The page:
Indeed, some of the more blimpish elements of the British right believe Ireland, wedded to its low corporate tax rates and east-west trade, would sooner follow its neighbour out of the EU than endure the disruption. Recent polling shows they are likely mistaken: some 80 per cent of Irish voters say they would vote to remain in an EU referendum.

Irexit remains a fringe cause and Bruton believes, post-Brexit, Dublin will have no choice but to align itself more closely with the EU27. “The UK is walking away,” he said. “This shift has been imposed upon us by our neighbour. Ireland will have to do the best it can: any EU without Britain is a more difficult EU for Ireland.” 

May, he says, has exacerbated those difficulties. Her appointment of her ally James Brokenshire as secretary of state for Northern Ireland was interpreted as a sign she understood the role’s strategic importance. But Bruton doubts Ireland has figured much in her biggest decisions on Brexit: “I don’t think serious thought was given to this before her conference speech, which insisted on immigration controls and on no jurisdiction for the European Court of Justice. Those two decisions essentially removed the possibility for Ireland and Britain to work together as part of the EEA or customs union – and were not even necessitated by the referendum decision.”

There are several avenues for Britain if it wants to avert the “voluntary injury” it looks set to inflict to Ireland’s economy and its own. One, which Bruton concedes is unlikely, is staying in the single market. He dismisses as “fanciful” the suggestions that Northern Ireland alone could negotiate European Economic Area membership, while a poll on Irish reunification is "only marginally" more likely.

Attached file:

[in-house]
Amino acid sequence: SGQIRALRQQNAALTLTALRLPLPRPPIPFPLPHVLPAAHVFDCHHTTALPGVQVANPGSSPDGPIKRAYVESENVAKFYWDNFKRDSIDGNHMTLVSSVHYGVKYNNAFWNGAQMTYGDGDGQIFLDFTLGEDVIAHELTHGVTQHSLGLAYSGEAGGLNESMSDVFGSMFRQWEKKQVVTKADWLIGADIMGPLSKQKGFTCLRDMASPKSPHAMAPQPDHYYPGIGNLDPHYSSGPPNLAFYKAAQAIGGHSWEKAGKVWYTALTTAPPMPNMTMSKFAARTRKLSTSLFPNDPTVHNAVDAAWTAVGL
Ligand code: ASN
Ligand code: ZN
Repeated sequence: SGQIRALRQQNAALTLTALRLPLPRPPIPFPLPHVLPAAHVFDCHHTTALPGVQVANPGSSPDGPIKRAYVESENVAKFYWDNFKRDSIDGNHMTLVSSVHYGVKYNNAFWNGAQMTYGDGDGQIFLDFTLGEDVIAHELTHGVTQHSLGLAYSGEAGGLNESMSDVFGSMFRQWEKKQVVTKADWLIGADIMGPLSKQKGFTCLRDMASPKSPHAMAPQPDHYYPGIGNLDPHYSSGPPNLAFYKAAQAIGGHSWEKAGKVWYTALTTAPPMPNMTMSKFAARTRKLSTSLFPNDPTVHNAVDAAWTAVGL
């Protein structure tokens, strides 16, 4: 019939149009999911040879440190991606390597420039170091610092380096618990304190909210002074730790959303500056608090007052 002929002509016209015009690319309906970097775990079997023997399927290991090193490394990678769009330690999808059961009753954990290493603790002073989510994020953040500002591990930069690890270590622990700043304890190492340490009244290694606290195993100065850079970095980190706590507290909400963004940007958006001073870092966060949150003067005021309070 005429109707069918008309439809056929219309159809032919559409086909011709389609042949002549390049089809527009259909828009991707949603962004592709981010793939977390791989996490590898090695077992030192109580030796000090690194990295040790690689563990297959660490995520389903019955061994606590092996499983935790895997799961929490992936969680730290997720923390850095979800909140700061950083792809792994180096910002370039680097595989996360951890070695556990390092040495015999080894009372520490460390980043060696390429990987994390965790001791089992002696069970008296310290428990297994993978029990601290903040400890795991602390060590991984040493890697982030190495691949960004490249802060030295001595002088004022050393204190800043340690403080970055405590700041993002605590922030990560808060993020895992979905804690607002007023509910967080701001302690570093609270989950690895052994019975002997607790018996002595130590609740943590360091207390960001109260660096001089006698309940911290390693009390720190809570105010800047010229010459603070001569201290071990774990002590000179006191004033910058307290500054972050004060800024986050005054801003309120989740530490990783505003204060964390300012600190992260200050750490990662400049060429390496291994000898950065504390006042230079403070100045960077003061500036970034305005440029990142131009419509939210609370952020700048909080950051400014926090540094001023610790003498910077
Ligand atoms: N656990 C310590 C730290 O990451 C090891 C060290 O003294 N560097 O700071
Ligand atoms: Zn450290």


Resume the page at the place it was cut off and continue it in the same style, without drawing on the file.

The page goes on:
The other is a variation on the Remoaners’ favourite - a second referendum should Britain look set to crash out on World Trade Organisation terms without a satisfactory deal. “I don’t think a second referendum is going to be accepted by anybody at this stage. It is going to take a number of years,” he said. “I would like to see the negotiation proceed and for the European Union to keep the option of UK membership on 2015 terms on the table. It would be the best available alternative to an agreed outcome.” 

As things stand, however, Bruton is unambiguous. Brexit means the Northern Irish border will change for the worse. “That’s just inherent in the decision the UK electorate was invited to take, and took – or rather, the UK government took in interpreting the referendum.”